Archive for January, 2017

31.01.2017

In the next edition of the #SuccessStack series, we look at page speed, a metric that became even more important in 2016 and directly impacts the first interaction your site has with its users.

What is page speed?

Page speed measures how quickly the viewable elements of a web page load. In other words, it measures how long it takes before a user can view and interact with a page on the site. It’s a particularly critical metric for the mobile user experience — recent research from DoubleClick indicates that 53% of mobile site visits are abandoned if pages take longer than 3 seconds to load.


 The ultimate mobile page speed infographic

Consider page speed a user-centric measurement since users typically focus on one page at a time and expect fast experiences on every page they interact with. If your page speed isn’t good, you may lose the opportunity to keep users engaged and on your site for longer.

How does page speed impact ad revenue?

The more quickly a user can access your content, the more likely they are to engage with the content on the page and explore more pages on your site. Our study shows that ads on faster mobile pages are likely to be more viewable. The study also projects that mobile sites that load within 5 seconds vs 19 seconds earn up to 2X greater revenue.

While revenue can be impacted by many factors, improving page speed will lead to a better user experience and possibly increased ad revenue.

The ultimate page speed infographic

Our recent page speed studies found many notable learnings that may help paint the picture of the importance of page speed and the impact it can have on your site’s earnings.

AdSense publisher growth blog post   week3 infographic v5%2B%25282%2529 The ultimate mobile page speed infographic

Next steps

If you’re wondering which Google tools will be most useful to help grow your business, then you’ll benefit from a chat with one of our experts. They can offer a personalised consultation to help you make the right choice for your site. Book your consultation today.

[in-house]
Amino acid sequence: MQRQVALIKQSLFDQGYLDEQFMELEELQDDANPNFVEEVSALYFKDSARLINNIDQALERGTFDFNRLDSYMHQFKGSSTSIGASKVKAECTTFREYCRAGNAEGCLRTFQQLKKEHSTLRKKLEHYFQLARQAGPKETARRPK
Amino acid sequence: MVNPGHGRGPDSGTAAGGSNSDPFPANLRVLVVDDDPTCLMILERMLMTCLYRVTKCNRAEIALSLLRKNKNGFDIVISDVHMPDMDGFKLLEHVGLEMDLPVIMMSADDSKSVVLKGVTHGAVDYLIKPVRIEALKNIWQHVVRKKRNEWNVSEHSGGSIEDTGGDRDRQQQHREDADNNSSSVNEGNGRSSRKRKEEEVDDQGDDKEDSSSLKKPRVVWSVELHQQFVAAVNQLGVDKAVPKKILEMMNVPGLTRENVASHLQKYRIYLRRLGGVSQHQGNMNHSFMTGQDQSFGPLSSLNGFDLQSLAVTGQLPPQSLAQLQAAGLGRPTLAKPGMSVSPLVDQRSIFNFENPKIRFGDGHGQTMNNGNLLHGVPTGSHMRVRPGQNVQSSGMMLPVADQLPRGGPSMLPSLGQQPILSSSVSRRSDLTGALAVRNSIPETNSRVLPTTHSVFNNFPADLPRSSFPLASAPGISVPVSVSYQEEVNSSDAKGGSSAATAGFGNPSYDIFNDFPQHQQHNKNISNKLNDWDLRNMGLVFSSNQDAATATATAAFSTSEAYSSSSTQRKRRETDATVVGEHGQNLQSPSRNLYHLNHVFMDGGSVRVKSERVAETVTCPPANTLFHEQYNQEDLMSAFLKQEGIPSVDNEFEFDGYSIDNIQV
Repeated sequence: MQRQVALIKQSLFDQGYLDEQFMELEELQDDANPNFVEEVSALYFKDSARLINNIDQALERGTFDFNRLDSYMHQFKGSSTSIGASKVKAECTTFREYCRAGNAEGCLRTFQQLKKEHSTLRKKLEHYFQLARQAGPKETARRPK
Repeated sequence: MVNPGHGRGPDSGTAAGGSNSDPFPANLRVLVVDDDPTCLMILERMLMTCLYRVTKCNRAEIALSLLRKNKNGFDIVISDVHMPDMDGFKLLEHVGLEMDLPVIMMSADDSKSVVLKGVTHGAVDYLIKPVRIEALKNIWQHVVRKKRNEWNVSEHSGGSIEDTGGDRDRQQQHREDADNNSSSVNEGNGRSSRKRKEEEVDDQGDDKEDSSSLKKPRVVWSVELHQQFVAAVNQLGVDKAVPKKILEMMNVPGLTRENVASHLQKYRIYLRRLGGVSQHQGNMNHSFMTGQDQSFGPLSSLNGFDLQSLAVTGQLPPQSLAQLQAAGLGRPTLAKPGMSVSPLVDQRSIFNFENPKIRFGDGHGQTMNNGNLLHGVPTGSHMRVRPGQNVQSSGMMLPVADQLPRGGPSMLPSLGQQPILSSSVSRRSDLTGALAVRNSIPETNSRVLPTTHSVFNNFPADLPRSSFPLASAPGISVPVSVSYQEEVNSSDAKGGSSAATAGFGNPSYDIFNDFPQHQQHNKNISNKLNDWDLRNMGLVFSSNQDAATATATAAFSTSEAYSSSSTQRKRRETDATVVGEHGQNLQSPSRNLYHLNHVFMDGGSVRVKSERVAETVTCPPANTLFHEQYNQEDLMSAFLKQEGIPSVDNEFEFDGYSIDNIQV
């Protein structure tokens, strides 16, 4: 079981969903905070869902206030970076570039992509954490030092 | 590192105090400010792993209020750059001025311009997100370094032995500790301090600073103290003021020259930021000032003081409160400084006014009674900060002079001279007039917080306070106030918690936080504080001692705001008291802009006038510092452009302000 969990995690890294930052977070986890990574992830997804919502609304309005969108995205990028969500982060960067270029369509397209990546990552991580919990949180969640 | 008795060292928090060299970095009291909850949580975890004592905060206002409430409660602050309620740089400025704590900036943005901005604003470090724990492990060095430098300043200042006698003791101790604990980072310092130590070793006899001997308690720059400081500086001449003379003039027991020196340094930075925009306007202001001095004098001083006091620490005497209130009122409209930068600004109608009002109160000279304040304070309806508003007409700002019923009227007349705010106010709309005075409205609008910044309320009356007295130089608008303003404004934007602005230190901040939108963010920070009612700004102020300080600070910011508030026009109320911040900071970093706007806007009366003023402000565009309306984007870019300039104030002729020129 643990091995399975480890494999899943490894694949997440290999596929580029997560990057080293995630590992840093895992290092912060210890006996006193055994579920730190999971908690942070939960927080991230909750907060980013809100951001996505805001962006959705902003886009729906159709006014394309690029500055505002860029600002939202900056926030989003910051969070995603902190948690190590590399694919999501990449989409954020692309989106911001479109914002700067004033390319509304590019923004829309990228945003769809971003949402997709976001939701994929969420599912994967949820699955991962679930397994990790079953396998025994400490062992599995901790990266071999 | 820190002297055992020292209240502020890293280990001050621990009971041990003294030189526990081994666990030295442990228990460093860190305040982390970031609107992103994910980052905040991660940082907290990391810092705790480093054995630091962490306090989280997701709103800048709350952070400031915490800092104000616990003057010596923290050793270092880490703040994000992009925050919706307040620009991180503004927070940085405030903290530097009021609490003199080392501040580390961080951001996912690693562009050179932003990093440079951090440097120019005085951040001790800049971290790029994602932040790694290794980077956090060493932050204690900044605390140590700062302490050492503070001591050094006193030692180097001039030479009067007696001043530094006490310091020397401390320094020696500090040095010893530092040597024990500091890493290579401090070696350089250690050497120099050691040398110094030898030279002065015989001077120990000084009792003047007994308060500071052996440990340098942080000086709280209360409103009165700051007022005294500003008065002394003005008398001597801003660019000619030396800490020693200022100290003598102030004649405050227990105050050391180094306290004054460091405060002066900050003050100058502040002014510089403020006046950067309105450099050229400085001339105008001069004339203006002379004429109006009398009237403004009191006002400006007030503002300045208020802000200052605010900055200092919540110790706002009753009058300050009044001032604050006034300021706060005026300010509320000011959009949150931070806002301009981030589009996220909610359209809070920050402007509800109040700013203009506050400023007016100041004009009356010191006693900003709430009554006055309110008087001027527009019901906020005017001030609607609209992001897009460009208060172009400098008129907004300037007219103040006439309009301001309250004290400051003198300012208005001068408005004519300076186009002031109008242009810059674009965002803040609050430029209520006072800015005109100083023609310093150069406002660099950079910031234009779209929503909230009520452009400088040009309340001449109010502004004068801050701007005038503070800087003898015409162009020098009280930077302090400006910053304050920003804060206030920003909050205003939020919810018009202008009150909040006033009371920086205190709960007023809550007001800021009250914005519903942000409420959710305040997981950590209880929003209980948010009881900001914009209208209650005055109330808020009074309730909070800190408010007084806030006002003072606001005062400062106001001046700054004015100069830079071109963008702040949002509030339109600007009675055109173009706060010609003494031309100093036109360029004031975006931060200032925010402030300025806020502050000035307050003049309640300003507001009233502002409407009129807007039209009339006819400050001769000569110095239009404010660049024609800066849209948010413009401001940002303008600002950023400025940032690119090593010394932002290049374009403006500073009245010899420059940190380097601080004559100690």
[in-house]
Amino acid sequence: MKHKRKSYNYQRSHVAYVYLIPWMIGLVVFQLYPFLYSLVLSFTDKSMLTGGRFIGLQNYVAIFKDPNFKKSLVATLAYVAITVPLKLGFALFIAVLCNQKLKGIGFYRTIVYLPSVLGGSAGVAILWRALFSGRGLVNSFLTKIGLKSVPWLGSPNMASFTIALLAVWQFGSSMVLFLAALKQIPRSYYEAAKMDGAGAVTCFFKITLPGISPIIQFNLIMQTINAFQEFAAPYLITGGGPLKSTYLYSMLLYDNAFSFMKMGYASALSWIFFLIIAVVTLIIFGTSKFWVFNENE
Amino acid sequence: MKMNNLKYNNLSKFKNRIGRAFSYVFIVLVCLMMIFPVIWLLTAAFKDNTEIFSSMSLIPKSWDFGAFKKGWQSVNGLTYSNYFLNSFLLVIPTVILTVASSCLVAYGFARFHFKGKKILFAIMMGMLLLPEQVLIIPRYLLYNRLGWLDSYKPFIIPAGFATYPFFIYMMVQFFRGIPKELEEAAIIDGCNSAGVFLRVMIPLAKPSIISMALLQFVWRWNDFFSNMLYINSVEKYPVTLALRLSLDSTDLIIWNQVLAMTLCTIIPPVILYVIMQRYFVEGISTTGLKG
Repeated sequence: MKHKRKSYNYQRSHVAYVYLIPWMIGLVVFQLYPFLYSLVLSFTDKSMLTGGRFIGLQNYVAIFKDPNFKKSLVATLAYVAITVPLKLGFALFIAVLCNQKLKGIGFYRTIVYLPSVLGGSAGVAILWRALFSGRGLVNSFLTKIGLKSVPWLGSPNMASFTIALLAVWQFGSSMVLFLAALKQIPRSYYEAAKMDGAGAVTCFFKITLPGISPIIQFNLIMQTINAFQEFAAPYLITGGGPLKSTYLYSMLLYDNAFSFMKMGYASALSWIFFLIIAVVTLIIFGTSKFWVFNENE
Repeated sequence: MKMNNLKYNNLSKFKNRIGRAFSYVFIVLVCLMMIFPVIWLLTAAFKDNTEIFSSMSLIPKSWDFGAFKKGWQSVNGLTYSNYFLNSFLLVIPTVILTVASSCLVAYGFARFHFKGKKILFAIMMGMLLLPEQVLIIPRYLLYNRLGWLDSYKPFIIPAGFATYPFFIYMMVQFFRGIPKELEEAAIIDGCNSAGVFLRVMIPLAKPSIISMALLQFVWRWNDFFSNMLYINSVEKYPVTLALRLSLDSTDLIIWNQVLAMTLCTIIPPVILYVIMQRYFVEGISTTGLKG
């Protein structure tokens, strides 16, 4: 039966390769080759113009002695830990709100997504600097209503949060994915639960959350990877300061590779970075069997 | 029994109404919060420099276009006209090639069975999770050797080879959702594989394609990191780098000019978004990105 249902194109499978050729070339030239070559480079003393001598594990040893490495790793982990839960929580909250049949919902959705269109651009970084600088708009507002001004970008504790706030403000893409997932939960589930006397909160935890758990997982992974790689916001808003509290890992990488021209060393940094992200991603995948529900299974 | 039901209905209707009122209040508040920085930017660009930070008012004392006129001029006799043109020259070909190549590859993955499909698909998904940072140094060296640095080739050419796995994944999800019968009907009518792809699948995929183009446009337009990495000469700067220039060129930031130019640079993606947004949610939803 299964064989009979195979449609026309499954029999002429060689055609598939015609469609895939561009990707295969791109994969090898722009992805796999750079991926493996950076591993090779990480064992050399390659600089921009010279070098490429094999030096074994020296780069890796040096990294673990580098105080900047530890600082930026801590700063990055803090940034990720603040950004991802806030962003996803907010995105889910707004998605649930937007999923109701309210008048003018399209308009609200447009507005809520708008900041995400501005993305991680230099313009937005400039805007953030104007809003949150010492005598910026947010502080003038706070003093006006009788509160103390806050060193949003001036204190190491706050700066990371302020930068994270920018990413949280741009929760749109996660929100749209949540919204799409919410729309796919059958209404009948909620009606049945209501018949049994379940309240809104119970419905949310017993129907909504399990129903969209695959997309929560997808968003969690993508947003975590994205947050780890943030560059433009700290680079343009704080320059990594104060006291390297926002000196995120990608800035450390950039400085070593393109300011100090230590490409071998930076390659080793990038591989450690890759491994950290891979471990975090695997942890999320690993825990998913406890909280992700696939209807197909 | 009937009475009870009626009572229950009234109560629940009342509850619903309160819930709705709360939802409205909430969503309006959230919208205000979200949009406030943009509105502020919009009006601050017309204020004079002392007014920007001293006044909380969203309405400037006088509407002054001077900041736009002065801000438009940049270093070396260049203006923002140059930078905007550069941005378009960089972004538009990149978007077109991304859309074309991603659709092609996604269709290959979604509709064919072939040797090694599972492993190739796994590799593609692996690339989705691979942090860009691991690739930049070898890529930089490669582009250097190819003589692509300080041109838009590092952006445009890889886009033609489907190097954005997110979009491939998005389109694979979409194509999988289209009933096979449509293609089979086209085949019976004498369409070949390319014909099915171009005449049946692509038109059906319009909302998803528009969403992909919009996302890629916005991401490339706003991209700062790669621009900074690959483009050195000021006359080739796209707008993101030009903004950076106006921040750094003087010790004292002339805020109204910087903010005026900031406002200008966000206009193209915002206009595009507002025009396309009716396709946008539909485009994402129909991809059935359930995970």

The ultimate mobile page speed infographic

 The ultimate mobile page speed infographic

 The ultimate mobile page speed infographic

In the next article in our #SuccessStack series, we look at a tool used by leading publishers and marketers that offers your publishing business an opportunity to grow.1

Programmatic Direct allows advertisers to programmatically execute deals that were once reserved and transacted directly. Advertisers can now use real-time data to reach the right people in the right moments in brand-safe publisher environments. A shift is happening, and more and more advertisers are adopting Programmatic Direct deals to optimize their direct and guaranteed transactions.

What is Programmatic Direct?

Programmatic Direct unites traditional media reservations with the power of real-time bidding. It offers early access to premium inventory, data-driven targeting, a direct relationship between the advertiser and publisher, and automated workflows. Programmatic Direct offers four different deal types and lots of flexibility to meet the needs of advertisers and publishers.

Why are 90+ Ad Age’s top 100 global marketers1 and 50% of ComScore top 50 US media owners2 using it?

  • Advertisers are empowered: Programmatic Direct offers real-time data, flexible deal structures, efficient workflows and brand safe premium inventory. These benefits can improve user engagement and may translate into greater ad spends with your business.
  • Publishers grow new relationships: Programmatic Direct creates more opportunities to deepen relationships with existing advertisers and generate new business in a brand-safe environment. Darby Sieben, President at Mediative says, “We see Programmatic Guaranteed as another important step to connect advertisers with premium publishers’ inventory. Google’s technology helps automate the buying and selling of premium inventory, which is important to ensure that we can deliver the best experience for our advertising and publisher partners.”

Is Programmatic Direct right for your business?

Programmatic Direct isn’t for everyone. Publishers who don’t currently use DoubleClick for Publishers or negotiate deals directly with advertisers may not see advantages to adopting programmatic.

Others, though, will find it a great fit for their businesses. Here are a few signs that Programmatic Direct might be the right direction for your publishing business:

  • You’re looking for operational efficiencies on the traditional direct model: Programmatic Direct reduces the administrative burden of creating and managing direct ad deals with features like automated billing and collections. This usually offers substantial cost savings to the publisher.